Using high resolution CT scanning (HRCT), scientists are able to image 3D structures from inside well-preserved fossils. In this example, the cochlea in the inner ear of Phocageneus, a 13-million-year-old shark-toothed dolphin from North Carolina, was imaged. Features such as the number and spacing between the coils of the cochlea that have been associated with ultrasonic hearing in living whales are already present in this 13-million-year-old specimen. By comparing this specimen to the inner ears of fossil dolphins and whales from other times, scientists think that ultrasonic hearing evolved with echolocation in the first toothed whales, and that hearing at higher frequencies began even earlier, in the ancestors of toothed whales.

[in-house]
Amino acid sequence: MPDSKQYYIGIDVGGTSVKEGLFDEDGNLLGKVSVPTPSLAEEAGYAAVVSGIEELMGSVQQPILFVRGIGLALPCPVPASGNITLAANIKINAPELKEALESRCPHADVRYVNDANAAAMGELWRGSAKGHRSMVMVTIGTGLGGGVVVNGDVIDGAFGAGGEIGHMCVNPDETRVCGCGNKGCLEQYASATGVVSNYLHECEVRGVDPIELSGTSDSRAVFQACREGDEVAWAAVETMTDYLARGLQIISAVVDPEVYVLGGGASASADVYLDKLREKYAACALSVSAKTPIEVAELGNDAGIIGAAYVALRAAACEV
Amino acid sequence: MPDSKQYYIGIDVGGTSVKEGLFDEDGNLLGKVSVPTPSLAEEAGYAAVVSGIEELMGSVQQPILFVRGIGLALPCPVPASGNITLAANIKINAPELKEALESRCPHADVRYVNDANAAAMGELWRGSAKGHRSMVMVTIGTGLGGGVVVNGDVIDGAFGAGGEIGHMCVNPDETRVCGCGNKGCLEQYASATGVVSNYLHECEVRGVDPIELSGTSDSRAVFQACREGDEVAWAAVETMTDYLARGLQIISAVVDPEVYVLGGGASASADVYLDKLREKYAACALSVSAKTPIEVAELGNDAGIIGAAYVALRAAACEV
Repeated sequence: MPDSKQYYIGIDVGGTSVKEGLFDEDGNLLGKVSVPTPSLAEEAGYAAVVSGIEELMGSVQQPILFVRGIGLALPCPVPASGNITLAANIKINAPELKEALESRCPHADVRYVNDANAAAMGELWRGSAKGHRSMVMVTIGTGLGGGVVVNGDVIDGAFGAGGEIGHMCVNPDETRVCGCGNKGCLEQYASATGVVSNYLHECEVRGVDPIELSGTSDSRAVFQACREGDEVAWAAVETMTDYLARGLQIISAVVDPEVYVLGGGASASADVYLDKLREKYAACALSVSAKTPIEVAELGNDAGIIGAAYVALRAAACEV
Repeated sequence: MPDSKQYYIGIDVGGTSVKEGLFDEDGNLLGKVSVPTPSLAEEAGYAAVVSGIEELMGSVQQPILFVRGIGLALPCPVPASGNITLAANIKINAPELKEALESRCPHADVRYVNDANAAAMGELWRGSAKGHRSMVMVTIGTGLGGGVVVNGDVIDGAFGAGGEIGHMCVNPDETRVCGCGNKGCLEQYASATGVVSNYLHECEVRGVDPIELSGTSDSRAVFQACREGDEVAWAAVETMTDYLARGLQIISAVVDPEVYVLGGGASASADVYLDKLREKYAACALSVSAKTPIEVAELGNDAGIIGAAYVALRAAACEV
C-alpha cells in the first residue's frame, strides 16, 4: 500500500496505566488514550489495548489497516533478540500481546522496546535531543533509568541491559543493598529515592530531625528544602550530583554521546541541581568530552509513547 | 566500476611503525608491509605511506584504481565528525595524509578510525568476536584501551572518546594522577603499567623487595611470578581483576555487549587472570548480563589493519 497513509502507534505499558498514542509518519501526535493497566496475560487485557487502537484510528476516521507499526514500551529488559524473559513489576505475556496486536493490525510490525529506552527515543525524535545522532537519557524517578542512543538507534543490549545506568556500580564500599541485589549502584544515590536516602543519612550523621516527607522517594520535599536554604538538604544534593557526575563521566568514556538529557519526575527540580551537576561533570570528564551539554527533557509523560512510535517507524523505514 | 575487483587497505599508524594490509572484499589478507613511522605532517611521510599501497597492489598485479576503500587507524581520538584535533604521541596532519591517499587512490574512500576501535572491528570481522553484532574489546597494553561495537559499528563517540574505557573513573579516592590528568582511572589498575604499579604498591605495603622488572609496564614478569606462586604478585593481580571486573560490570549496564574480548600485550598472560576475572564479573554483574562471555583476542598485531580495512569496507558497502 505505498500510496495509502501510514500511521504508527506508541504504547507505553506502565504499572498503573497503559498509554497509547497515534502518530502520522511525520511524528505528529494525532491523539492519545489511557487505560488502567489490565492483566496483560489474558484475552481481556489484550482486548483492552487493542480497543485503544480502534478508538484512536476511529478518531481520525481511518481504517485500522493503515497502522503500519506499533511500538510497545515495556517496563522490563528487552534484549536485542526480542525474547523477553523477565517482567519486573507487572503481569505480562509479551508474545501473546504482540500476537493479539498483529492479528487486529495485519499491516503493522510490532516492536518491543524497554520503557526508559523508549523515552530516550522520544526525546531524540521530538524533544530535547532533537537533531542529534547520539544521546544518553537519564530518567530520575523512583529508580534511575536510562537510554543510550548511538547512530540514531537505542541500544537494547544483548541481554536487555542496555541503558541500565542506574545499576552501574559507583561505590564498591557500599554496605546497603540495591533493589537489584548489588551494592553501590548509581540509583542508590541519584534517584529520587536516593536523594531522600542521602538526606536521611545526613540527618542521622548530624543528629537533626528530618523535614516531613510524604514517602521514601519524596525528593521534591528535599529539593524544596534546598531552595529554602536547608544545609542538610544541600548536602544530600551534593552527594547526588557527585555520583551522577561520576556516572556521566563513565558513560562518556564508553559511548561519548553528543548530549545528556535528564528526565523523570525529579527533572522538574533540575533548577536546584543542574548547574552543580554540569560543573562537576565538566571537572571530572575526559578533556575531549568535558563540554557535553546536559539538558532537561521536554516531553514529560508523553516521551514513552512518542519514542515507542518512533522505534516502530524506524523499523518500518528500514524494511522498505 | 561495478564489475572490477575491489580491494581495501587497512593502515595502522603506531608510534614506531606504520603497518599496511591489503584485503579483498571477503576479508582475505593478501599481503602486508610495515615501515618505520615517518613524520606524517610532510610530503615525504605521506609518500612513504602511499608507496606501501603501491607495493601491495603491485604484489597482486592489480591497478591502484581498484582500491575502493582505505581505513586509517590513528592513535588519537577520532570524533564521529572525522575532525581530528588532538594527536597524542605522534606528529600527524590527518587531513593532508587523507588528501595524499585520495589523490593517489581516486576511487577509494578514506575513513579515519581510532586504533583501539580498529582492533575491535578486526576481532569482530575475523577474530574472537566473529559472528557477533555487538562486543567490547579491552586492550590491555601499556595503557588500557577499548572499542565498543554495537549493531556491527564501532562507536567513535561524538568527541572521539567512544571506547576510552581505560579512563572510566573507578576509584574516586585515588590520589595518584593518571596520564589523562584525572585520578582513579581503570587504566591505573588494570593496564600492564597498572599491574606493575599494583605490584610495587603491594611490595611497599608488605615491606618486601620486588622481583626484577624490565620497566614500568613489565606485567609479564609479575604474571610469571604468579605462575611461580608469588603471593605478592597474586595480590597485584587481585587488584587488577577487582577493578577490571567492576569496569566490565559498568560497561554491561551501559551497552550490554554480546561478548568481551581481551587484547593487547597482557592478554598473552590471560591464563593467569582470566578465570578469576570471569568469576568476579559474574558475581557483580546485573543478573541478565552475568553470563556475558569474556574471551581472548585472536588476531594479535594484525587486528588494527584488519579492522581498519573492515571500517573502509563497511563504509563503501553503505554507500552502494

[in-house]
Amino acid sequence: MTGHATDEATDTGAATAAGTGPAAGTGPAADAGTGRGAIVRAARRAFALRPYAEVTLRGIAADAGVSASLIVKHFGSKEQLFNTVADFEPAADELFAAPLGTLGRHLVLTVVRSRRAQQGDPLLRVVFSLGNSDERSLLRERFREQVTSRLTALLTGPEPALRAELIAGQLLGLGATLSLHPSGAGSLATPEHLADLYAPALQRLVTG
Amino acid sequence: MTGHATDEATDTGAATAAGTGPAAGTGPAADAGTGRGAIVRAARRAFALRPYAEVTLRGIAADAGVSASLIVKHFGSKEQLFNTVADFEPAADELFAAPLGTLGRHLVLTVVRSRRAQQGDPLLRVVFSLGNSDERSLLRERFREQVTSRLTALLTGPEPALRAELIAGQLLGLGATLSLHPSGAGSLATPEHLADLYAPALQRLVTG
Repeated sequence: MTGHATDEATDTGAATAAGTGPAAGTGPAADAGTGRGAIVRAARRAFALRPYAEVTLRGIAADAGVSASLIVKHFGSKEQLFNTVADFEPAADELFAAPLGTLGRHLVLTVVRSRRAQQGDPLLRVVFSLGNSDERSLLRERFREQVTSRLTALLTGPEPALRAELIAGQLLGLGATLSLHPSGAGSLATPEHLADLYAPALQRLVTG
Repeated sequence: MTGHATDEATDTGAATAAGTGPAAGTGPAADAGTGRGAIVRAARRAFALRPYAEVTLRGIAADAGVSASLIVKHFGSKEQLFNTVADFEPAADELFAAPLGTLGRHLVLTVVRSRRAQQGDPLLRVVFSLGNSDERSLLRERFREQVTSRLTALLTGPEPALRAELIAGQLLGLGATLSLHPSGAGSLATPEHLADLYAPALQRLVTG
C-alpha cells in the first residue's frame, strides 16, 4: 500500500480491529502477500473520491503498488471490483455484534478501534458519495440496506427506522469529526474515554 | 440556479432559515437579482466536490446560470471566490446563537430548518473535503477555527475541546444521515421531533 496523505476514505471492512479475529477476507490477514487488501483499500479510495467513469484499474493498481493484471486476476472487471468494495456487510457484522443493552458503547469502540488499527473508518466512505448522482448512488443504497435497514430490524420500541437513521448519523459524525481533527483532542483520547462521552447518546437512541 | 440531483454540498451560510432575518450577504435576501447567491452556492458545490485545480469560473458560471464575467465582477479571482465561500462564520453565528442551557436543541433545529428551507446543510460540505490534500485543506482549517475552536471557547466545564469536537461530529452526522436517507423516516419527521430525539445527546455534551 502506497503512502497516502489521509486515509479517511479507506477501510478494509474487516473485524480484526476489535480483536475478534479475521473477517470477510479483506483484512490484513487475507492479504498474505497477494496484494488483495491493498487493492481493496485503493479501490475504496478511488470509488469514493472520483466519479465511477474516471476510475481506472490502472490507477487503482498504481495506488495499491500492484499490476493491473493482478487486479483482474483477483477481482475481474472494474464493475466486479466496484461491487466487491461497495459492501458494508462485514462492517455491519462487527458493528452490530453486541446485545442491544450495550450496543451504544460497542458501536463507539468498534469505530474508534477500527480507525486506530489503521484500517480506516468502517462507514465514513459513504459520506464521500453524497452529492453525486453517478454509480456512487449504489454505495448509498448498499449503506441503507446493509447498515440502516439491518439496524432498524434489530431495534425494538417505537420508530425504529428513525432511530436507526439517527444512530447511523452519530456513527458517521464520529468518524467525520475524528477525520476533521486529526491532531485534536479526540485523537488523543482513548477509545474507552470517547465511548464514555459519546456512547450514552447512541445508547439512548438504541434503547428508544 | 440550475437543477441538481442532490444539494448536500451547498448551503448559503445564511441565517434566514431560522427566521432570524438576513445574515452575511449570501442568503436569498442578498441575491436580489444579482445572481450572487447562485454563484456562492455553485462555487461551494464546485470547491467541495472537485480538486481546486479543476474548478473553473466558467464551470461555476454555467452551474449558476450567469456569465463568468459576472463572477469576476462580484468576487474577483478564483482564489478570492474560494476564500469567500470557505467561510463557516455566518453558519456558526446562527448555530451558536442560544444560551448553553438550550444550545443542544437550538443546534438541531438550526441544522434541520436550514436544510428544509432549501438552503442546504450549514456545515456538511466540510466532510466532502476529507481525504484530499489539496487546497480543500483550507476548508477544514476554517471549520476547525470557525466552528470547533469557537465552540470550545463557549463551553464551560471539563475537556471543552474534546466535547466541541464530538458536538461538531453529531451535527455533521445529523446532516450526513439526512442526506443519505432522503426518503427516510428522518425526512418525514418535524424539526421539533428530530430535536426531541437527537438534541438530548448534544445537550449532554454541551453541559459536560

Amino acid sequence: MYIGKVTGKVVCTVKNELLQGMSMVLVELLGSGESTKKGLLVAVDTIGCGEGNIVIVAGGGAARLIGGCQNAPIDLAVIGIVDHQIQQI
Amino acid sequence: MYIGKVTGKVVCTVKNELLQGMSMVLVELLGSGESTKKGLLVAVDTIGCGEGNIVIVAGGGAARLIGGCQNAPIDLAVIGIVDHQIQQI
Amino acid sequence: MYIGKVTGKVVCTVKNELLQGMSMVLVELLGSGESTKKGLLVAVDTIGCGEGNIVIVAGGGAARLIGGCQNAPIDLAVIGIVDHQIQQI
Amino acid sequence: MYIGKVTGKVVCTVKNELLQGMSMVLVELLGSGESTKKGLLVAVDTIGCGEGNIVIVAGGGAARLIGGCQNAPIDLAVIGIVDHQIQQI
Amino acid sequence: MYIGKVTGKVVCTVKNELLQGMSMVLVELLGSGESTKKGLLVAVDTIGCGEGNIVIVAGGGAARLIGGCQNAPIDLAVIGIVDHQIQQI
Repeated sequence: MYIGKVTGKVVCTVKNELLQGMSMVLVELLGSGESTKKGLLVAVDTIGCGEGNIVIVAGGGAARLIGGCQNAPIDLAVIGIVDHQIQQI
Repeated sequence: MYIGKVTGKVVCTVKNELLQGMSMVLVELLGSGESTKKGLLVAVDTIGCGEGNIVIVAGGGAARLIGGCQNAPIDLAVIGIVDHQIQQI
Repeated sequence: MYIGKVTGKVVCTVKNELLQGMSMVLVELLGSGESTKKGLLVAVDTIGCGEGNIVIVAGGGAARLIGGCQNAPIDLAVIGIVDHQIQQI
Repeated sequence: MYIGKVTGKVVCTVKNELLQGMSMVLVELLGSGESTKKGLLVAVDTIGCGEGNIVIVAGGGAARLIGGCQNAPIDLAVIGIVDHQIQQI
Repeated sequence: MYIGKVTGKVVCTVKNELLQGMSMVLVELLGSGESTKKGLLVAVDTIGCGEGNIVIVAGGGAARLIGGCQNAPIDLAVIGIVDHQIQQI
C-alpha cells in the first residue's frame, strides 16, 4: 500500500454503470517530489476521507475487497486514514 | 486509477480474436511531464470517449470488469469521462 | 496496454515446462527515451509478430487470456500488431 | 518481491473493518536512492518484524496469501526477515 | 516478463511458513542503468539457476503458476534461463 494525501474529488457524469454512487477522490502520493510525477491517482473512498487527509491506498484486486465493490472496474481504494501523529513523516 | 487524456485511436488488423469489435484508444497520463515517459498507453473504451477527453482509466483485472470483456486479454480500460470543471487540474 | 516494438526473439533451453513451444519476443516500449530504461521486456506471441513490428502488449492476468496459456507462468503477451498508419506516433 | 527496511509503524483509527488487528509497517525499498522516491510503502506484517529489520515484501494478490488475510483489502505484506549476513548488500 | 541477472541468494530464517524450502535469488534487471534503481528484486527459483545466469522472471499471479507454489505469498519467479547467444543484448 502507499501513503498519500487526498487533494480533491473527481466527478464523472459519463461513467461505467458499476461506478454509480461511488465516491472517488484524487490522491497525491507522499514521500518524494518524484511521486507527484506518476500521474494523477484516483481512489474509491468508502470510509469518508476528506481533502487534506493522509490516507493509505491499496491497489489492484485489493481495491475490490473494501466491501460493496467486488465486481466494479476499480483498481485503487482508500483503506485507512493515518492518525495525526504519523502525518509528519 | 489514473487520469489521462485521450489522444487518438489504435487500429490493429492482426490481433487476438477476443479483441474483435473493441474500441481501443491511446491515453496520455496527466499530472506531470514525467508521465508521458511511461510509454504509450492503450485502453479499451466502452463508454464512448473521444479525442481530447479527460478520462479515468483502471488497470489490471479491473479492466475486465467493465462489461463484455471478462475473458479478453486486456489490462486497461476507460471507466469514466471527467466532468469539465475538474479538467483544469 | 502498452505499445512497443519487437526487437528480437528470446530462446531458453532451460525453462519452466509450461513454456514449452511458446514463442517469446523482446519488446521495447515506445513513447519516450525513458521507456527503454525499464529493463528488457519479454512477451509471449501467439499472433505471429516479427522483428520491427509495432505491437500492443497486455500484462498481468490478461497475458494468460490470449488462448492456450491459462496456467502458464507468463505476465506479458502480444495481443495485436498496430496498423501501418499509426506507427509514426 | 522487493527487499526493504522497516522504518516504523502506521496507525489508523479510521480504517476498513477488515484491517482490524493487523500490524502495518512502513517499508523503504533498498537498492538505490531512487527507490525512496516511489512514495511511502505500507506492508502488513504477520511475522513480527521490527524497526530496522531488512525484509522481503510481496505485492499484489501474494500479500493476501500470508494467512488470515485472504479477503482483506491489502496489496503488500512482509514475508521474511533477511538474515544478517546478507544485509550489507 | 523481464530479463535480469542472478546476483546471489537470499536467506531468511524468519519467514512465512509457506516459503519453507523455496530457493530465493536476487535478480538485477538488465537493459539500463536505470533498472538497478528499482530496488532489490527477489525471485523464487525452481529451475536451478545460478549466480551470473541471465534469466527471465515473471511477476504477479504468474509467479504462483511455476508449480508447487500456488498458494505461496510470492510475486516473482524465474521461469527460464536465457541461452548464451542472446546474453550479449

The fossil dolphin was scanned using HR-CT to produce a three- dimensional model of the inner ear using a computer. The cochlea measures 10.56 mm at its widest point, and is shown in apical view.
Manuel Martinez-Caceres PhD, Jonathan Geisler PhD and Morgan Churchill PhD, Dept. of Anatomy, College of Osteopathic Medicine, New York Institute of Technology, Old Westbury, NY.